The par-4 17th at LedgeRock has always been demanding. Its sharply uphill approach — over a cross bunker to a green nestled into a steep hillside — is one reason it’s the no. 1 handicap hole, the club’s most difficult hole.
“In many ways it has always played as a half-par hole, a tough par-4 for long hitters and a par-5 for shorter hitters,” architect Jones says. “And the cross bunker was an issue.”
Phase 1 of the renovation project, now underway, replaces the cross bunker with a single small bunker on the right, creating a generous lay-up area short and left of the putting surface. Jones also reimagined the green complex at 17. Where it had been flanked left by a greenside bunker, with bluegrass rough behind and right of the green, Jones artfully designed greenside chipping areas right and left, allowing players a variety of recovery shots.
Beyond the green, a wide fairway-cut swale has been created to catch approach shots that, in the past, would skitter over the green into thick rough.
“On a hole this long and this uphill, players naturally take a bit of extra club — to be sure they ‘get there’. But that downhill chip from the rough over the green at 17 was very difficult,” FitzGerald says. “Now they can putt from back there. They can putt from everywhere around the green, including short left. Better players chip, but that’s a tough shot off a tight bentgrass surface. The green surface has not been touched. But everything around it has been radically expanded, regraded and softened to give players the chance to recover, if they happen to miss the target.
“We made the decision to sod these renovated areas with bentgrass, to move things along schedule-wise. The plan was to get it open by May 1, but I think mid-May is more realistic. Either way, we’re only losing maybe a month of play on the hole.”
Phase II will be undertaken in October, on a more traditional renovation schedule. The design calls for significant widening and regrading the landing area on 17, which is flanked left by one of LedgeRock’s many babbling brooks. By widening the landing area, more golfers will be inclined to hit driver — which should shorten the length of the uphill approach shot.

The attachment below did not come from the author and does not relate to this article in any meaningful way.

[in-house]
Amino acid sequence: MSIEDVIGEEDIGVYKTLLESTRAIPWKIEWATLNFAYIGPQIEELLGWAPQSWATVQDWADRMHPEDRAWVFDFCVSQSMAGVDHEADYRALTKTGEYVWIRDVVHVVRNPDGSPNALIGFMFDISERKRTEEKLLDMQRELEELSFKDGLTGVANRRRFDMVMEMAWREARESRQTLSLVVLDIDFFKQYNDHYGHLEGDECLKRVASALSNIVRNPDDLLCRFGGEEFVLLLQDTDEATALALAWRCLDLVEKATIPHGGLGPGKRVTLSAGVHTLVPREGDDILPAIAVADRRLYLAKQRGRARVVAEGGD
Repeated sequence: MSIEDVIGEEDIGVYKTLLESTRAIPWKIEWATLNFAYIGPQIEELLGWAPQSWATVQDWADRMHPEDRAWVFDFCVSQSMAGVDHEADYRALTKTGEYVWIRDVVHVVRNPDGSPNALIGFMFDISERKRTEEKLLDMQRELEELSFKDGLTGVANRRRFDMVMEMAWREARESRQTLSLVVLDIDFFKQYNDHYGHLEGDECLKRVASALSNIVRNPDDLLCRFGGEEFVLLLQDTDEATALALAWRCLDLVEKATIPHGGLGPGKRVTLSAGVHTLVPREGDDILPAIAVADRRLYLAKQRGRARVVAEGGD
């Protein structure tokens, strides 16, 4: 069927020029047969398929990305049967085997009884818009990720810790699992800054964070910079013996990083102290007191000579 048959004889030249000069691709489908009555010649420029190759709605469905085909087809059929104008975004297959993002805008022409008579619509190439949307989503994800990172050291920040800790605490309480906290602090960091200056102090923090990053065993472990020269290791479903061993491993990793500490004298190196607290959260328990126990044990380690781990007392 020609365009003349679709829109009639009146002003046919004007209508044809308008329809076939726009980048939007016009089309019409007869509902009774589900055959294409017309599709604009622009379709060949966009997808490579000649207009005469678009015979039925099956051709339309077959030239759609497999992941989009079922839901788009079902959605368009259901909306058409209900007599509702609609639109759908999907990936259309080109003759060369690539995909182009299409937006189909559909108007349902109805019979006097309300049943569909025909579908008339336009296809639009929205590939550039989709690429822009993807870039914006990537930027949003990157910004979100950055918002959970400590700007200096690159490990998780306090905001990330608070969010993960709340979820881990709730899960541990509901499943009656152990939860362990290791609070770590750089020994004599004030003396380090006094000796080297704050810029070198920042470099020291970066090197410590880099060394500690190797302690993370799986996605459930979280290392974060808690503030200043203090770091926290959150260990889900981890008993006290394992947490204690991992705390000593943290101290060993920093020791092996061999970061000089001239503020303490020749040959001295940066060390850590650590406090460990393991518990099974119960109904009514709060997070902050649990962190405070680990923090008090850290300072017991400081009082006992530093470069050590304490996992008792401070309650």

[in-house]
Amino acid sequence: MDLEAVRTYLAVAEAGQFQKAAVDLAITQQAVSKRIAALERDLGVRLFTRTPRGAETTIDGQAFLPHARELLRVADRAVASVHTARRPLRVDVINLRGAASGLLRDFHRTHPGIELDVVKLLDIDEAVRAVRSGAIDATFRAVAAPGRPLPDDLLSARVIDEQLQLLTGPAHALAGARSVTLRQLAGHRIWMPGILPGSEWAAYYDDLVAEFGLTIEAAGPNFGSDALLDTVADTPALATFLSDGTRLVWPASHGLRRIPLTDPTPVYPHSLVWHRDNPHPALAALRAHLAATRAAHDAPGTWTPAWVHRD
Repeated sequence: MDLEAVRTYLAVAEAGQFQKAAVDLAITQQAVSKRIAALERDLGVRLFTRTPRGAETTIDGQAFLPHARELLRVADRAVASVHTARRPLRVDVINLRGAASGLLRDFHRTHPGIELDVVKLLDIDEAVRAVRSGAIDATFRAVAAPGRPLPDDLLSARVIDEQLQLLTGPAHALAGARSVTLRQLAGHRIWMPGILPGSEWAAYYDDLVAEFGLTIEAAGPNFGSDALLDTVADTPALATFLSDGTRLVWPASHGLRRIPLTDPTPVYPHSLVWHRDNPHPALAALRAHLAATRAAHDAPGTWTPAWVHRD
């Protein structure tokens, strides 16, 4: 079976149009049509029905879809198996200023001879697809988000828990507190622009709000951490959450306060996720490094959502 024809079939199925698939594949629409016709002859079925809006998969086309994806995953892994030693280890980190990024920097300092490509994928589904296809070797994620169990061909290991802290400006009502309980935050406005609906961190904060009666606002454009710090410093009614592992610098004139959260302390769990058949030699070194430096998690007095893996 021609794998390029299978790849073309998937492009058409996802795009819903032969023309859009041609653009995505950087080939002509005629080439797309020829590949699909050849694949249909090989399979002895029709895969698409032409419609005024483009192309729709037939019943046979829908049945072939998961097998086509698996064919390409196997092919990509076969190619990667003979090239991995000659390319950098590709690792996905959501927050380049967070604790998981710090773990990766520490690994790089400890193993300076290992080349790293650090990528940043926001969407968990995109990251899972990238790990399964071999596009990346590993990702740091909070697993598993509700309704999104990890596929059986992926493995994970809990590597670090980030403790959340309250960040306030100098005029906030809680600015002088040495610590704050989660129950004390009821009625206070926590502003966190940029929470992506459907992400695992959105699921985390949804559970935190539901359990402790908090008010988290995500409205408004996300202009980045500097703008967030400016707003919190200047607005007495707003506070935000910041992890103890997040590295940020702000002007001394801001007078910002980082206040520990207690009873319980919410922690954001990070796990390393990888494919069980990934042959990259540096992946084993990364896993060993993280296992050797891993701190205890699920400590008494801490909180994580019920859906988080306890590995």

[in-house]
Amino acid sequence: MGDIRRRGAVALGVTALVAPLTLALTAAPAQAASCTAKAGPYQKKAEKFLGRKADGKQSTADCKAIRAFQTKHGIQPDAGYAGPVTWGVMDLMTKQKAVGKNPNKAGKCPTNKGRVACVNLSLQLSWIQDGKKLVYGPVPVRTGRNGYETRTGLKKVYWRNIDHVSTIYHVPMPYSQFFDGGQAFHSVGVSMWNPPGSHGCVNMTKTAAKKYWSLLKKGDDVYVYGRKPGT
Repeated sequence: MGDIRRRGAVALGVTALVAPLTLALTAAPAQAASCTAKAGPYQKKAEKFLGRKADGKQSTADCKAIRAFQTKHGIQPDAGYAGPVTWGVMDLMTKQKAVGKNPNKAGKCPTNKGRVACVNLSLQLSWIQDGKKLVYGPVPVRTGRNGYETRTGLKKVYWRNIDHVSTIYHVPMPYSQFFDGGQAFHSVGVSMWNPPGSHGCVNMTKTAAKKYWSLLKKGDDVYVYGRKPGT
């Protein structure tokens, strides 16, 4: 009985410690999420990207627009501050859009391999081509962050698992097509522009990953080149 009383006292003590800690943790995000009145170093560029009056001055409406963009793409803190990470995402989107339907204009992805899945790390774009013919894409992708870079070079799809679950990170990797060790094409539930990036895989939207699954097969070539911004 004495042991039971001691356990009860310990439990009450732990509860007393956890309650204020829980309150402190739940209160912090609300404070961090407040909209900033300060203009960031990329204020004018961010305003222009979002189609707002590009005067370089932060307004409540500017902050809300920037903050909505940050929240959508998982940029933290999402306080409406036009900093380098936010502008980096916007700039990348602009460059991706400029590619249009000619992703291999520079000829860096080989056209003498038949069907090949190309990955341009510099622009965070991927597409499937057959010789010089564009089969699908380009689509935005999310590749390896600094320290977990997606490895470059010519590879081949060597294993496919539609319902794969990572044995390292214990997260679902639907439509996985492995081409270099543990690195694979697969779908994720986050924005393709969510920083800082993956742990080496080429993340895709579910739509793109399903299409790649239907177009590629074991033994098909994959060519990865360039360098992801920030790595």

“The grading on 17 fairway will accomplish two things,” FitzGerald explains. “We’re making the fairway more concave, so off-center drives will kick into more advantageous positions. But we’ll also be building up the left side of the fairway to add more landing area. When it’s done, that fairway will be one third large.” The sort of renovation/reinvestment taking place at LedgeRock is not on the radar at most private clubs in 2020. Berks County alone has seen a dozen golf properties shuttered over the last decade. Reading Country Club, just north of LedgeRock is operational but not as a private club. In the Harrisburg area, Blue Ridge CC, Wren Dale GC and Felicita GC have all been shuttered since 2012. “We do feel as if we have reimagined the traditional private club model here at LedgeRock,” Heller says. “Our national and regional membership programs are part of that evolution. Your golf course has to be truly top drawer to make that work, of course. But again, I have to credit our members for the attitude and atmosphere that prevails here. They’ve allowed us to streamline operations and decision-making. I’ve been in this business for 35 years. I’ve never seen a project approved in this way — with voluntary donations vs. a club-wide assessment — or this quickly.
“But you know what? Guess who benefits: The members do. They’ll be playing that new hole in May, instead of waiting till 2021.”